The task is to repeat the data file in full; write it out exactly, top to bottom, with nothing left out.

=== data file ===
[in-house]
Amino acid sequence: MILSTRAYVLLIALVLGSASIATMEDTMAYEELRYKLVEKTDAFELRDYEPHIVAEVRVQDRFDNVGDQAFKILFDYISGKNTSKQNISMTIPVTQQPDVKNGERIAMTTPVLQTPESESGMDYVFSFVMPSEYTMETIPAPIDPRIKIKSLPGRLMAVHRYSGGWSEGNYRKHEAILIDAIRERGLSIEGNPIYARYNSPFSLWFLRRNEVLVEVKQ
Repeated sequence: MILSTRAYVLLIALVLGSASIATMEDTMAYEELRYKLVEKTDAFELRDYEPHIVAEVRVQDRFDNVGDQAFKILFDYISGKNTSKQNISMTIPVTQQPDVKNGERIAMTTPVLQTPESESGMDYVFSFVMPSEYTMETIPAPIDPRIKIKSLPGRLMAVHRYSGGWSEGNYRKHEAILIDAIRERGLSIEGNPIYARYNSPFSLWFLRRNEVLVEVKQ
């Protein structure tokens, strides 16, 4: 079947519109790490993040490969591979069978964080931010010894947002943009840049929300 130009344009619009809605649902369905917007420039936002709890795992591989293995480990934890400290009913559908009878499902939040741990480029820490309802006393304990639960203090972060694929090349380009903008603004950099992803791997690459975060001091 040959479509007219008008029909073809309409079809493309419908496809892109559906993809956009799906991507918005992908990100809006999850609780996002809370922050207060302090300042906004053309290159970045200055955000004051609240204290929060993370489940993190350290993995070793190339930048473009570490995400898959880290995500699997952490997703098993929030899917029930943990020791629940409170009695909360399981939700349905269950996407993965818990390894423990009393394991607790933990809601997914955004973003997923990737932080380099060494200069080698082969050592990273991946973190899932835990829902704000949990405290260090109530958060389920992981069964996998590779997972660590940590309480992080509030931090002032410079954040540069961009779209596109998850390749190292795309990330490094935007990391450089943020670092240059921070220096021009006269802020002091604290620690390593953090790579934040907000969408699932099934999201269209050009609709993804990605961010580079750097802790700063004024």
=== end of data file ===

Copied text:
[in-house]
Amino acid sequence: MILSTRAYVLLIALVLGSASIATMEDTMAYEELRYKLVEKTDAFELRDYEPHIVAEVRVQDRFDNVGDQAFKILFDYISGKNTSKQNISMTIPVTQQPDVKNGERIAMTTPVLQTPESESGMDYVFSFVMPSEYTMETIPAPIDPRIKIKSLPGRLMAVHRYSGGWSEGNYRKHEAILIDAIRERGLSIEGNPIYARYNSPFSLWFLRRNEVLVEVKQ
Repeated sequence: MILSTRAYVLLIALVLGSASIATMEDTMAYEELRYKLVEKTDAFELRDYEPHIVAEVRVQDRFDNVGDQAFKILFDYISGKNTSKQNISMTIPVTQQPDVKNGERIAMTTPVLQTPESESGMDYVFSFVMPSEYTMETIPAPIDPRIKIKSLPGRLMAVHRYSGGWSEGNYRKHEAILIDAIRERGLSIEGNPIYARYNSPFSLWFLRRNEVLVEVKQ
């Protein structure tokens, strides 16, 4: 079947519109790490993040490969591979069978964080931010010894947002943009840049929300 130009344009619009809605649902369905917007420039936002709890795992591989293995480990934890400290009913559908009878499902939040741990480029820490309802006393304990639960203090972060694929090349380009903008603004950099992803791997690459975060001091 040959479509007219008008029909073809309409079809493309419908496809892109559906993809956009799906991507918005992908990100809006999850609780996002809370922050207060302090300042906004053309290159970045200055955000004051609240204290929060993370489940993190350290993995070793190339930048473009570490995400898959880290995500699997952490997703098993929030899917029930943990020791629940409170009695909360399981939700349905269950996407993965818990390894423990009393394991607790933990809601997914955004973003997923990737932080380099060494200069080698082969050592990273991946973190899932835990829902704000949990405290260090109530958060389920992981069964996998590779997972660590940590309480992080509030931090002032410079954040540069961009779209596109998850390749190292795309990330490094935007990391450089943020670092240059921070220096021009006269802020002091604290620690390593953090790579934040907000969408699932099934999201269209050009609709993804990605961010580079750097802790700063004024």